The unit was developed by stroke experts at Mount Sinai Health System and was staffed by a neurointerventionalist, a fellow-in-training or a physician assistant, and a radiologic technologist. It traveled to patients experiencing ischemic stroke to perform emergency endovascular thrombectomies rather than transferring them to a higher-level stroke center.
A team led by senior author Dr. Johanna Fifi assessed results from 226 stroke patients who underwent endovascular thrombectomy between January 2017 and February 2020. Of these, 106 were treated by the mobile interventional stroke team (MIST), and 120 were treated at the hospital. The group compared 90-day functional outcomes between the two patient groups, tracking results by treatment within six hours of stroke onset and six hours after.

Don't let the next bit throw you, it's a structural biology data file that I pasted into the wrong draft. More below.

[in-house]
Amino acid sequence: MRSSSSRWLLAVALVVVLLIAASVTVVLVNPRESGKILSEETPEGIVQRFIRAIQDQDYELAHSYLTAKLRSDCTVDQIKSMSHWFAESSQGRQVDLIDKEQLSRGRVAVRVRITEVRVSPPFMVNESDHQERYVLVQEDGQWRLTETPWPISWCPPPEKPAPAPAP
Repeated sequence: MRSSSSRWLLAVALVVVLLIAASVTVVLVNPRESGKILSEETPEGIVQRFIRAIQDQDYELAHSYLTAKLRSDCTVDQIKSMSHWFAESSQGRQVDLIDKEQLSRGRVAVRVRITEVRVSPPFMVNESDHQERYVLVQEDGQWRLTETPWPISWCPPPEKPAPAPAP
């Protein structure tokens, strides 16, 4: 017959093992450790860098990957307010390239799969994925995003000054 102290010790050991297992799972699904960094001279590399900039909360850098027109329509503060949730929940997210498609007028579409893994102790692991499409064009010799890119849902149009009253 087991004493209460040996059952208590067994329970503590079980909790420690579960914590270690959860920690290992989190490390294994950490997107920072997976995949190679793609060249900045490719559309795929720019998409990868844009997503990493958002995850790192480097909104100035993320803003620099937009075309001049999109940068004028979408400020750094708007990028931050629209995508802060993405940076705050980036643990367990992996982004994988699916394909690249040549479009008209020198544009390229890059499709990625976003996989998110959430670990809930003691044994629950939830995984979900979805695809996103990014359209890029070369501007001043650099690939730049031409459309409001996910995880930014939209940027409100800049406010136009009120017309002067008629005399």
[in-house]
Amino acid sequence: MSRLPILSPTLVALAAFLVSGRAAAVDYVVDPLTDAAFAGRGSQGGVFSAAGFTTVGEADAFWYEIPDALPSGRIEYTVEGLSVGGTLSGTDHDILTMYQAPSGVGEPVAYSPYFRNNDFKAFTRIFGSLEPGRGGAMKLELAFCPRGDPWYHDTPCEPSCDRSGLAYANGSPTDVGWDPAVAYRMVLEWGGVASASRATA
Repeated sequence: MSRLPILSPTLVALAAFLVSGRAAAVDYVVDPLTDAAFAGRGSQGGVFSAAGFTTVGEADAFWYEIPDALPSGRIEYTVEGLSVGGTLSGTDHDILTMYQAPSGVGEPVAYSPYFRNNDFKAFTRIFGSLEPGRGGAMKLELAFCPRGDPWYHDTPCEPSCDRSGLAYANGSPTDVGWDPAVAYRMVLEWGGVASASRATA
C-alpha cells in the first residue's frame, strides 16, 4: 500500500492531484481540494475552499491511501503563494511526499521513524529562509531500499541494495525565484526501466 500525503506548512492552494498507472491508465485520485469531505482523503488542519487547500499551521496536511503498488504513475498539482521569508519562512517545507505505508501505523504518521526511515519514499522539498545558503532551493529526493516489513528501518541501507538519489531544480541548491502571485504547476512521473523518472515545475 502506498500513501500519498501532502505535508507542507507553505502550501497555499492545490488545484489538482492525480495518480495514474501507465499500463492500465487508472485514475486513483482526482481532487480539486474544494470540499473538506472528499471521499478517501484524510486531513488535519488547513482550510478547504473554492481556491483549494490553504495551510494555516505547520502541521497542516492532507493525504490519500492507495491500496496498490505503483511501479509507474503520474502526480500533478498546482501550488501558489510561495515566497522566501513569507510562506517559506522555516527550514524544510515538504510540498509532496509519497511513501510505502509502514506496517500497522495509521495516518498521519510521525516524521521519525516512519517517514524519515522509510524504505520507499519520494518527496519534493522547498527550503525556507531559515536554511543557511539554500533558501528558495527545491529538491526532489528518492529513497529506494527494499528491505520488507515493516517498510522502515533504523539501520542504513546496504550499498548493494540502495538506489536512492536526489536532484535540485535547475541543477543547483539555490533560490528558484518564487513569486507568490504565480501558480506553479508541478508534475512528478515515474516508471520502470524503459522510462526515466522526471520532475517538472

The researchers found the following:
- Patients treated within six hours of stroke onset with the mobile unit had a higher good outcome rate at 90 days postevent compared to those in the transferred group (54% versus 28%).
- Functional outcomes in patients treated by the mobile unit within six hours of stroke onset were better than transferred patients.
- Patients treated six hours or more after stroke onset had similar outcomes: 35% of mobile unit treated patients had good 90-day outcomes, while 41% of transferred patients had good three-month outcomes.
"Ischemic strokes often progress rapidly and can cause severe damage because brain tissue dies quickly without oxygen, resulting in serious long-term disabilities or death," Fifi said in a statement released by the American Heart Association, publisher of the journal. "Assessing and treating stroke patients in the early window means that a greater number of fast-progressing strokes are identified and treated."
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